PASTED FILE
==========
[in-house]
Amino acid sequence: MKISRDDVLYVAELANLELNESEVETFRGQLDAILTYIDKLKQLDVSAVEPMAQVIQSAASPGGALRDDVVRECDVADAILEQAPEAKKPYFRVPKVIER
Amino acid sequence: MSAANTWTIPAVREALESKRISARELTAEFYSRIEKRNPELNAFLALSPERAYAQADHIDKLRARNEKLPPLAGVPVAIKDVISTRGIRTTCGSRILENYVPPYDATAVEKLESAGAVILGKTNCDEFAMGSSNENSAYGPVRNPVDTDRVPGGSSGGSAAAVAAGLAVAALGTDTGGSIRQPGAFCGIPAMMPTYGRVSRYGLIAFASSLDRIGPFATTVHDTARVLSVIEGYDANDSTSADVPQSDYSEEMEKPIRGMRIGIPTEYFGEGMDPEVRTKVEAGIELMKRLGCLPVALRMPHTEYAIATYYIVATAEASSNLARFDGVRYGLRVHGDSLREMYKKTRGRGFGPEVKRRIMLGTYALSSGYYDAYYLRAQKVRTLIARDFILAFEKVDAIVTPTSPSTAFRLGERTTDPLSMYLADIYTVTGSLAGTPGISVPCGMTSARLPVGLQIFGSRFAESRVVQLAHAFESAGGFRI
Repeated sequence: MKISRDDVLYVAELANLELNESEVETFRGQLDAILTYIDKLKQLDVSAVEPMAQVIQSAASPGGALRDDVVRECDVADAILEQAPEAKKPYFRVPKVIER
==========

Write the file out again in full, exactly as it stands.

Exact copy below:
[in-house]
Amino acid sequence: MKISRDDVLYVAELANLELNESEVETFRGQLDAILTYIDKLKQLDVSAVEPMAQVIQSAASPGGALRDDVVRECDVADAILEQAPEAKKPYFRVPKVIER
Amino acid sequence: MSAANTWTIPAVREALESKRISARELTAEFYSRIEKRNPELNAFLALSPERAYAQADHIDKLRARNEKLPPLAGVPVAIKDVISTRGIRTTCGSRILENYVPPYDATAVEKLESAGAVILGKTNCDEFAMGSSNENSAYGPVRNPVDTDRVPGGSSGGSAAAVAAGLAVAALGTDTGGSIRQPGAFCGIPAMMPTYGRVSRYGLIAFASSLDRIGPFATTVHDTARVLSVIEGYDANDSTSADVPQSDYSEEMEKPIRGMRIGIPTEYFGEGMDPEVRTKVEAGIELMKRLGCLPVALRMPHTEYAIATYYIVATAEASSNLARFDGVRYGLRVHGDSLREMYKKTRGRGFGPEVKRRIMLGTYALSSGYYDAYYLRAQKVRTLIARDFILAFEKVDAIVTPTSPSTAFRLGERTTDPLSMYLADIYTVTGSLAGTPGISVPCGMTSARLPVGLQIFGSRFAESRVVQLAHAFESAGGFRI
Repeated sequence: MKISRDDVLYVAELANLELNESEVETFRGQLDAILTYIDKLKQLDVSAVEPMAQVIQSAASPGGALRDDVVRECDVADAILEQAPEAKKPYFRVPKVIER